Development institutions and NGOs – along with more and more for-profit corporations – are focused on serving lower-income people who, collectively, represent a vast and untapped market. Investments in innovative micro-irrigation systems in rural India are helping save water, produce stronger crop yields and build a diversifying manufacturing industry. Supporting the manufacture of low-cost limb prostheses in India is helping aid the injured, strengthen a specialized medical-device industry and develop advanced medical knowledge. Support for mobile money-transfer systems in Kenya is revolutionizing the financial-services industry while broadening financial inclusion.

The movement for inclusive innovation as a driver of sustainable growth is poised to take a strong step forward in April 2013 at a Global Inclusive Innovation Summit at Harvard University. The World Bank is now collaborating with Harvard, the Omidyar Network and Growth Dialogue on the summit, which will convene leaders from poor and emerging countries – along with policymakers, entrepreneurs, foundations executives and NGO leaders – to shape the direction of innovation-led growth and the inclusion agenda.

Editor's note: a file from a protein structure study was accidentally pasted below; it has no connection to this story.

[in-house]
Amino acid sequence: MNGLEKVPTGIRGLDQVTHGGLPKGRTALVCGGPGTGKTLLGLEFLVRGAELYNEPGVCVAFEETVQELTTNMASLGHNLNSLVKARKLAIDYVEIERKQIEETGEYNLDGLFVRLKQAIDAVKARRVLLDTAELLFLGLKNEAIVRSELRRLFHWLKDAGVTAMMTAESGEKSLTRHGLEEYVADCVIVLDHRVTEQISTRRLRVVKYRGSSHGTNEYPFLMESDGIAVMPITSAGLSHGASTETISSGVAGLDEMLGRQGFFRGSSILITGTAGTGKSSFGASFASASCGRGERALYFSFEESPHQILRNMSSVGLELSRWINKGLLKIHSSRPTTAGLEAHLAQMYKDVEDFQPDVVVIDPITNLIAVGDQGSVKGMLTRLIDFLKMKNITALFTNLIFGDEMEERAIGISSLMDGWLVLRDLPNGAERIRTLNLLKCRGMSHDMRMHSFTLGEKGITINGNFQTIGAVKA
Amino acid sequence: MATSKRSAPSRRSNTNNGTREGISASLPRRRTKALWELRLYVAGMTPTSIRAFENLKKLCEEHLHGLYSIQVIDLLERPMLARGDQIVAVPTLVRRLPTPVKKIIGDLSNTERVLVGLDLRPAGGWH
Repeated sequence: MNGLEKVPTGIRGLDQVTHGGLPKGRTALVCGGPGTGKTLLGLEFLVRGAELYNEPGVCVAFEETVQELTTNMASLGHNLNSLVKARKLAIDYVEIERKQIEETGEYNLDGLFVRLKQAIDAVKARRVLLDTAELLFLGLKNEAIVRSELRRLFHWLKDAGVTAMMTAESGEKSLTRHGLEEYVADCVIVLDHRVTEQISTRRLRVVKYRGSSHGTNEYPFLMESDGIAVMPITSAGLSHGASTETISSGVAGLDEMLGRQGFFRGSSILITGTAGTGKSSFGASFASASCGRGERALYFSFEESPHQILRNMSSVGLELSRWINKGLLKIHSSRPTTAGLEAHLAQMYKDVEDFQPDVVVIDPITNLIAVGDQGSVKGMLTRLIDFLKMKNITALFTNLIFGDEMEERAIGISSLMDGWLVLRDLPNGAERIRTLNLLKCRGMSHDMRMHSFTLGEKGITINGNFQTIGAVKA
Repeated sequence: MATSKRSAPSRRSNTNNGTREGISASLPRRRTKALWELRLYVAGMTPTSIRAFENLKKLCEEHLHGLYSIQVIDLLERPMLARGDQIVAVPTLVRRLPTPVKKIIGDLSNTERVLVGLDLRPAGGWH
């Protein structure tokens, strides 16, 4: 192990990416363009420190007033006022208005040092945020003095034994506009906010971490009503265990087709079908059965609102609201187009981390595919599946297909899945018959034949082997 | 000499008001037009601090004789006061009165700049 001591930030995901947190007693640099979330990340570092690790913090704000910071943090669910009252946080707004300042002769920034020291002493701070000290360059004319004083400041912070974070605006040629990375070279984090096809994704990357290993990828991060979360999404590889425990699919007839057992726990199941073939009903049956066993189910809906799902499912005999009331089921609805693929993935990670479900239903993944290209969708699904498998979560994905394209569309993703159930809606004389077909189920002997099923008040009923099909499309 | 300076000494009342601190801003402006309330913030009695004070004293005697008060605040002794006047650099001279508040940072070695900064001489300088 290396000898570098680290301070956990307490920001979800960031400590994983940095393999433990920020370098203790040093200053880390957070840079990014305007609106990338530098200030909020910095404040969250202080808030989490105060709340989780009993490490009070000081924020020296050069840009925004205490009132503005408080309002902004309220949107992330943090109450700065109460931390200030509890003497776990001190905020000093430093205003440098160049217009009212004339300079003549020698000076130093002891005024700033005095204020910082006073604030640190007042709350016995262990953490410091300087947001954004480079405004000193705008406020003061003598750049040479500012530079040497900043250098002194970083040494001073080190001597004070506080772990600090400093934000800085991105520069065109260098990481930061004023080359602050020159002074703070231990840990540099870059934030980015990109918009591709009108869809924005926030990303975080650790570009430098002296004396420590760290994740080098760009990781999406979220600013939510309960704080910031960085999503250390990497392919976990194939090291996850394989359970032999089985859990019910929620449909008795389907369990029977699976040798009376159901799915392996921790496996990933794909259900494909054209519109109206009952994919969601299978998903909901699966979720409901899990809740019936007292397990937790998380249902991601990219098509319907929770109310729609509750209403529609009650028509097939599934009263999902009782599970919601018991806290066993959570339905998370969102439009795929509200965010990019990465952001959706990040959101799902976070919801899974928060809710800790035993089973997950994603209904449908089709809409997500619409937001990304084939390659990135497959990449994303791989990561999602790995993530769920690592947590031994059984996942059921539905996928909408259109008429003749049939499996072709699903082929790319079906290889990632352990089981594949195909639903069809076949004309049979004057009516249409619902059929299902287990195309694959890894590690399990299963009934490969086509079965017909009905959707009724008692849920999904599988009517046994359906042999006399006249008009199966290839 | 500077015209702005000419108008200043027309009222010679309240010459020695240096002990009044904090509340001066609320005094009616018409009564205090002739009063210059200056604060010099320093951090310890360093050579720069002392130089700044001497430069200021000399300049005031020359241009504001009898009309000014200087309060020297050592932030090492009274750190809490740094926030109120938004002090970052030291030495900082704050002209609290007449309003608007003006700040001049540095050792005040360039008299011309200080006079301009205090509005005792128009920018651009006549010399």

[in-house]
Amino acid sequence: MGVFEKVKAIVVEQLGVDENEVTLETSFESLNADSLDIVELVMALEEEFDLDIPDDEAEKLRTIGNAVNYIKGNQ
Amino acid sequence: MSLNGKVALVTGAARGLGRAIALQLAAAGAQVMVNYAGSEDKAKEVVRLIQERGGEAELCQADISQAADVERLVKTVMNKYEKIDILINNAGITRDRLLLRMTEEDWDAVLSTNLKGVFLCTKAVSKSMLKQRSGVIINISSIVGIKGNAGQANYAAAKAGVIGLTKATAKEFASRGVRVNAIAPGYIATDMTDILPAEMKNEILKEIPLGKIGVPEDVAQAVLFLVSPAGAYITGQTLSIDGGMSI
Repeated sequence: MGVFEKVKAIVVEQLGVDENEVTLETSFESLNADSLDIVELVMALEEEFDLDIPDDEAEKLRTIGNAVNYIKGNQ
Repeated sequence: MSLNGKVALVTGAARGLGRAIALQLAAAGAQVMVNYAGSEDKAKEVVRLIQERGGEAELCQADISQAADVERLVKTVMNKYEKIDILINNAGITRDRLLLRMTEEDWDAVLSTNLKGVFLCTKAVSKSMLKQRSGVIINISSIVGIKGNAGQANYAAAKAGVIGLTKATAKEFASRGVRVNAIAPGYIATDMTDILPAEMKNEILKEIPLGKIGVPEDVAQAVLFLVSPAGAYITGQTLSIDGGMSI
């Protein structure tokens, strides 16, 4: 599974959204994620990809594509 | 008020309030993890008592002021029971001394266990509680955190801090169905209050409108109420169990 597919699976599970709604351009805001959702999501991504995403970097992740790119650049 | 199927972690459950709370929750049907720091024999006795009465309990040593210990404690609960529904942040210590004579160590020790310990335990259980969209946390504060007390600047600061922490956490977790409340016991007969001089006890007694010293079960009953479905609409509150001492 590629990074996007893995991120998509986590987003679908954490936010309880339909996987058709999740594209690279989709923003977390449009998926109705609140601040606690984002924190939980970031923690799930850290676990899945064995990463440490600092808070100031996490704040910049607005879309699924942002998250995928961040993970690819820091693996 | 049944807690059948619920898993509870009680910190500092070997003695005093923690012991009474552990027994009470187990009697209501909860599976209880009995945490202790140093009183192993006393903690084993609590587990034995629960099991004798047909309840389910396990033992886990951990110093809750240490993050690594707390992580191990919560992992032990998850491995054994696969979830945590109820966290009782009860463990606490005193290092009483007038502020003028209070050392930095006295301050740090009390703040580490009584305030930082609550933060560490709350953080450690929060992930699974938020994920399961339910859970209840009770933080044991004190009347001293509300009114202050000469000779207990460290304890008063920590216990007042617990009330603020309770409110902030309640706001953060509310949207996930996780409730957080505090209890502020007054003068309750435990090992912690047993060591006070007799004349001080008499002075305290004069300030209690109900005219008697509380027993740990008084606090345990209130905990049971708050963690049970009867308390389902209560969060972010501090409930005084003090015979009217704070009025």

The challenges involved in strengthening economies’ innovative capacity and competitiveness are certainly daunting. If we dispel the misconceptions that now mar the debate, then cooperative efforts by business leaders, policymakers and entrepreneurs will promote stronger innovation ecosystems and broader social inclusion. This month’s Davos discussion on the economy’s “resilient dynamism” – and this spring’s Harvard conference on inclusive innovation – will reinforce the World Bank in our commitment to tailoring pro-growth programs that meet the specific needs of our client countries. By surmounting the myths and misconceptions about innovation, more vibrant private-sector growth will strengthen competitiveness and lead the way toward broadly shared prosperity.

Janamitra Devan is a Vice President of the World Bank and International Finance Corporation, leading its network on Financial and Private Sector Development.